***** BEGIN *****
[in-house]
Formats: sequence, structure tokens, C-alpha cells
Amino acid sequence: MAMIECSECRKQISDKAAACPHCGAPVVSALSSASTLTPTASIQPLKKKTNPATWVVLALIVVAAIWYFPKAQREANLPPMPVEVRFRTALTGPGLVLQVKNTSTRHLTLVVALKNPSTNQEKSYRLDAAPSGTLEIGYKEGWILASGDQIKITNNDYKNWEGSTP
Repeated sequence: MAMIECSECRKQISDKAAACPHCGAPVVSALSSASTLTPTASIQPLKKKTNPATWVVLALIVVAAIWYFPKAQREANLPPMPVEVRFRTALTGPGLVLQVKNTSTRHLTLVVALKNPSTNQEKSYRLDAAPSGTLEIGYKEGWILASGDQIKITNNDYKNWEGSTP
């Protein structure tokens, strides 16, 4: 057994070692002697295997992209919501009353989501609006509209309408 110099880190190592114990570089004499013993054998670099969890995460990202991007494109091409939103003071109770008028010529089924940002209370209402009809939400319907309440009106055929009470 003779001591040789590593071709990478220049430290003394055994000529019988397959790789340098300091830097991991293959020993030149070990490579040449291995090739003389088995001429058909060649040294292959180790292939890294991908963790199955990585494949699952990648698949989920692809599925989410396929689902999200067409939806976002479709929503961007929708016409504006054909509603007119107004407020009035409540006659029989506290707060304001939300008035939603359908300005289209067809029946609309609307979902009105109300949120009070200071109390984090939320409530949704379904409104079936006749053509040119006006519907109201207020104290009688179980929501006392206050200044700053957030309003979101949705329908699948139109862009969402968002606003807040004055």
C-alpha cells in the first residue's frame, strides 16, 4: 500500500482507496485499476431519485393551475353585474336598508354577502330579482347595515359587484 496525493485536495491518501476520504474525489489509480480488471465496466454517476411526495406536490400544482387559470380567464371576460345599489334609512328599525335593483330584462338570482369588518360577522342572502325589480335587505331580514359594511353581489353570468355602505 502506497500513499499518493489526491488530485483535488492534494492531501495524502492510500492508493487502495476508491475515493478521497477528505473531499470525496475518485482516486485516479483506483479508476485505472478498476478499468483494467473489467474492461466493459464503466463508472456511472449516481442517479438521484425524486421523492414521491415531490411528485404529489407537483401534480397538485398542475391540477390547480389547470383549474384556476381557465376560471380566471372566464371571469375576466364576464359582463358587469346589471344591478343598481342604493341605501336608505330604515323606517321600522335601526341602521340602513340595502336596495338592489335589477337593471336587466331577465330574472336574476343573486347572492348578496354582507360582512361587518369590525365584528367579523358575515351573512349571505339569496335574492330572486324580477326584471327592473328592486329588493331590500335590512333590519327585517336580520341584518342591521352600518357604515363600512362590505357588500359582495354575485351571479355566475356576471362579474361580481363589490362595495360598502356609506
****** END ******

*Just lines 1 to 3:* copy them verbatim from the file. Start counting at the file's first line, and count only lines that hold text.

[in-house]
Formats: sequence, structure tokens, C-alpha cells
Amino acid sequence: MAMIECSECRKQISDKAAACPHCGAPVVSALSSASTLTPTASIQPLKKKTNPATWVVLALIVVAAIWYFPKAQREANLPPMPVEVRFRTALTGPGLVLQVKNTSTRHLTLVVALKNPSTNQEKSYRLDAAPSGTLEIGYKEGWILASGDQIKITNNDYKNWEGSTP